Female Founder Feature: Bronwyn Bate – Mettle Women Inc.

Bronwyn Bate is a social entrepreneur turning empathy into action.  After several years working in high level communications management, customer experience, and business management roles within music & arts, not-for-profit, and public service, Bronwyn undertook a year of research to test and develop her business idea with survivors of domestic and family violence around Australia.  In 2019, Mettle Women Inc. (a registered charity) launched their online gift delivery service, training, and support programs – set up to provide sustainable employment pathways for survivors of domestic & family violence. In their second year of operations, Mettle Women Inc. have supported three times as many beneficiaries as forecast, and partnered with 53 corporate clients across Australia to generate revenue to continue to scale their social enterprise nation-wide.

Mettle Women Inc. is a non-profit social enterprise that operates a national gift delivery service and creative workshops, staffed by women experiencing homelessness in crisis shelters as a result of domestic and family violence.  They equip survivors with the skills, confidence, and financial security required to secure and maintain employment and in turn, safe and stable housing.  As a registered charity, 100% of profits from gift boxes sold go directly to the Mettle Gifts employment, training and support programs – providing a safe workplace and a minimum of 6 months paid employment and wrap-around services for these courageous women.


How did you come to start Mettle Women Inc. ?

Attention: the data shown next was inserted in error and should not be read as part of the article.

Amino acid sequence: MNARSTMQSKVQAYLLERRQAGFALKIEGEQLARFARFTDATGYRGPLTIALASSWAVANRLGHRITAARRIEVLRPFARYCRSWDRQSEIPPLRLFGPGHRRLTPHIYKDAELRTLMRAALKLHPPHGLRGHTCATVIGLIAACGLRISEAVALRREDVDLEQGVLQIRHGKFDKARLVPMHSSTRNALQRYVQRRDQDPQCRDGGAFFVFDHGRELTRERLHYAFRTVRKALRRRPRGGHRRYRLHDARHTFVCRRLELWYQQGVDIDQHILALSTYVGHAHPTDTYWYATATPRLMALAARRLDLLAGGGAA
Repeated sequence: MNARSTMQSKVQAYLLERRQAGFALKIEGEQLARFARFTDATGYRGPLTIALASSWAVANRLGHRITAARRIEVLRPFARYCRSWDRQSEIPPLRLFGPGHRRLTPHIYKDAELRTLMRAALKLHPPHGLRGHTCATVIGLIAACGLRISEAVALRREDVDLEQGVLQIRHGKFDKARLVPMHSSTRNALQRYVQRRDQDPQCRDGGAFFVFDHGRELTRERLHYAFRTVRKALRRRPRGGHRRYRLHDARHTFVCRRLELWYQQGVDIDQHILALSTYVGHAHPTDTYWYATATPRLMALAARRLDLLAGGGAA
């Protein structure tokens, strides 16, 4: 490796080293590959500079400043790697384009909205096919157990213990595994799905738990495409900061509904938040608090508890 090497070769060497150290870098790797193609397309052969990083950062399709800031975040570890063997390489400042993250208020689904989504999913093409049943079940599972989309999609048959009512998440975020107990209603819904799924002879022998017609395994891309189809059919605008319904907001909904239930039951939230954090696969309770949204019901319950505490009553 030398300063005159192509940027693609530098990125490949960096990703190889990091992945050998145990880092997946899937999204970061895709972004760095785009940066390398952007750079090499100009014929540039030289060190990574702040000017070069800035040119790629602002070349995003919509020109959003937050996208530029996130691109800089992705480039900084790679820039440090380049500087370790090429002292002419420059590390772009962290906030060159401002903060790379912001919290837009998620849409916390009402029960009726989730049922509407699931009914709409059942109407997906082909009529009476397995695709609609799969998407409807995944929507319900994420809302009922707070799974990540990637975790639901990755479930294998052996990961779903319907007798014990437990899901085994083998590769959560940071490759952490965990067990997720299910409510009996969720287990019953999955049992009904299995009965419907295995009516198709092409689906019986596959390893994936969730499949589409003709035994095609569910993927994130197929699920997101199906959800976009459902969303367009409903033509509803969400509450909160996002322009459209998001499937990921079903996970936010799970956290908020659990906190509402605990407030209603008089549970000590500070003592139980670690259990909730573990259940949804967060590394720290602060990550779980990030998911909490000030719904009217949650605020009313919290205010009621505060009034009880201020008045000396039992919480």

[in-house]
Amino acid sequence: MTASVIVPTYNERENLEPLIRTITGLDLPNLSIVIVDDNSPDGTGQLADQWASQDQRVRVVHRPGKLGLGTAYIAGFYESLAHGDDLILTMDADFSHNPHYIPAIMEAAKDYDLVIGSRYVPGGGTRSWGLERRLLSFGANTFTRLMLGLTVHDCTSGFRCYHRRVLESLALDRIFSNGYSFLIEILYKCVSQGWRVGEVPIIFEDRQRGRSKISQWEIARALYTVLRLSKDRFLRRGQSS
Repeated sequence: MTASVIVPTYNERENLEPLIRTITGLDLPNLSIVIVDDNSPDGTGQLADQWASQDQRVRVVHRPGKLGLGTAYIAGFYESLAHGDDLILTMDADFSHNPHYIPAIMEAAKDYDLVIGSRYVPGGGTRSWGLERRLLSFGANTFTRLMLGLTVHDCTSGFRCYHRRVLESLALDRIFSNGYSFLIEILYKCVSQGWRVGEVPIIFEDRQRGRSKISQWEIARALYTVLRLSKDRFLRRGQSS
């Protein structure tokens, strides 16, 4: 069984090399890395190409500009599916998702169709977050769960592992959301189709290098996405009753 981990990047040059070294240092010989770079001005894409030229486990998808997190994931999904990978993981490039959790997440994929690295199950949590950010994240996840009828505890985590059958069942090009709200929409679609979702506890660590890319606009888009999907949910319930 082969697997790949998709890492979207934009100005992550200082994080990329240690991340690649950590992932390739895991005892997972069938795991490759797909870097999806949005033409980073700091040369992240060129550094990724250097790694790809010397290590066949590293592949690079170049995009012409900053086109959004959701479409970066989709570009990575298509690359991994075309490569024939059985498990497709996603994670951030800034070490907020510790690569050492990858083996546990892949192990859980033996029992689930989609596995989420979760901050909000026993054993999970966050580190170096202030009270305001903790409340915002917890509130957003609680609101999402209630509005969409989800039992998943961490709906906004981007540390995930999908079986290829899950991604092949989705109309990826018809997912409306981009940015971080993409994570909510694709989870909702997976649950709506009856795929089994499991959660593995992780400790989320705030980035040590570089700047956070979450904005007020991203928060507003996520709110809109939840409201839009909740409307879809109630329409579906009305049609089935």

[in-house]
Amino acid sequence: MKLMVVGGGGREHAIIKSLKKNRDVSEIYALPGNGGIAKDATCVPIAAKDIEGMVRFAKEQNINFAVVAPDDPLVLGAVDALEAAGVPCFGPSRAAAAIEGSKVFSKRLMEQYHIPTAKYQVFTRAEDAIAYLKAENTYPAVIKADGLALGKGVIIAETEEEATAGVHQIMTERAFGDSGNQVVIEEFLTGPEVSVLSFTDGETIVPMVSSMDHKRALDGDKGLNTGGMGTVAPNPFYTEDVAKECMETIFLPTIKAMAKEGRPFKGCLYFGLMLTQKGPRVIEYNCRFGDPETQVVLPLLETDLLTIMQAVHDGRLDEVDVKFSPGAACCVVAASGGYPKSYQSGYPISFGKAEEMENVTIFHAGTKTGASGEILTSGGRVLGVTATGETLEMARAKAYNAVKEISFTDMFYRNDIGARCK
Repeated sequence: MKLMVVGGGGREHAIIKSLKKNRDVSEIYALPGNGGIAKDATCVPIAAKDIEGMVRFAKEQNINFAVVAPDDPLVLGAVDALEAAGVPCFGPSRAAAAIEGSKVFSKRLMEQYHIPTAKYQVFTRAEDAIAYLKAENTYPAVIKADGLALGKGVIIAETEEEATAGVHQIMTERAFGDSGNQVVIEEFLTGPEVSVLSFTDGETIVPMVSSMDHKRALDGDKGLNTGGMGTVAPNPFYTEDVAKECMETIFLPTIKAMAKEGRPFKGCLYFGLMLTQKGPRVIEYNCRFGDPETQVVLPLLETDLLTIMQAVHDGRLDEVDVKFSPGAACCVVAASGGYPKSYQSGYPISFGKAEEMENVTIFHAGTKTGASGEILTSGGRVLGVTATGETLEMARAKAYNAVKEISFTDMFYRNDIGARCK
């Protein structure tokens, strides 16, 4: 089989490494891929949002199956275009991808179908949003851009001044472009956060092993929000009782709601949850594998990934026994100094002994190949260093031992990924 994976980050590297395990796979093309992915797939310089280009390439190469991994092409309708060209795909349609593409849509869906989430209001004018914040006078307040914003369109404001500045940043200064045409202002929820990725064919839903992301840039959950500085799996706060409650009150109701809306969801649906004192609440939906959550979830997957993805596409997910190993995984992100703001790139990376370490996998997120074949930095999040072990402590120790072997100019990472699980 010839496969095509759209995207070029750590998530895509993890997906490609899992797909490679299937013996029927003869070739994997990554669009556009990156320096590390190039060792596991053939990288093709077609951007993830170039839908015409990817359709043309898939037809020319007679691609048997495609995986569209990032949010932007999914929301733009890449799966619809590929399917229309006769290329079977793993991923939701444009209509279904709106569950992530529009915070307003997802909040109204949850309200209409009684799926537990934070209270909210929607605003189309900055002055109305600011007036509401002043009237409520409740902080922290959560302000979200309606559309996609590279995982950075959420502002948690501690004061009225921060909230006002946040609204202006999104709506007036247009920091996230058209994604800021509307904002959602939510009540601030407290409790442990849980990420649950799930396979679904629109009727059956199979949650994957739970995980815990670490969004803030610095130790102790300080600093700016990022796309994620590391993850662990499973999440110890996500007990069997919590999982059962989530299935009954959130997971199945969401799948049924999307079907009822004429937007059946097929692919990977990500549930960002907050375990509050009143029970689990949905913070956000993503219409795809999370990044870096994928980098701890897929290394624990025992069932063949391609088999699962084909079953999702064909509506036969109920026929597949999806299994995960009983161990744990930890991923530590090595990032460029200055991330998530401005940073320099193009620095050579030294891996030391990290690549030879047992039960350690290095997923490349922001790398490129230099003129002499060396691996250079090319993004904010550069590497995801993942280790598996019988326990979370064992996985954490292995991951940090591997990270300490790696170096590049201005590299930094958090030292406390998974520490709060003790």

I had been working in the non-profit space for a while and connected with so many front-line service providers who were disheartened by the return rate of survivors of domestic and family violence.  Over half of the women and children in their shelters had been there before.  The business plan for Mettle was the product of a year of research with survivors around Australia to find out why they were returning to homelessness and abuse.  The resounding answer was the lack of support to gain financial independence.  With these courageous women, the Mettle Business plan was designed to act as a mechanism to open opportunities to get women facing homelessness back into the workforce (should that be their desire) and working towards the safe future they deserved.


What makes your Mettle Gifts unique?

Commercial success was a necessity for us because it doesn’t only drive the revenue that pays and supports our beneficiaries, it also provides them with a meaningful training ground and a launch pad for their safe future.


What is your favourite aspect of being a social entrepreneur?

The fact that I can work so closely with the people I’ve set out to support and ensure I’m still driving in the right direction.  Our business model is constantly evolving, we call it a ‘live business plan’ because every new participant has such a unique story and teaches us something that enables us to enhance our offering…also the fact that I can get away with never wearing shoes at work.


What would you say are the top three skills needed to be a social entrepreneur?

Being an active listener, being honest with yourself and others, and a willingness to do the hard work.  I’m not naturally a big talker and I think this was the biggest asset in building our business, because I listened to what the beneficiaries actually wanted rather than trying to be prescriptive.  Honesty has also been a big contributor to our success as it’s applied to all that we do.  From being honest with yourself if you’re out of your depth and need to ask for help, to being honest if you’re a bit intimidated by someone who might be viewed as competition and figuring out how you can celebrate them and learn from them.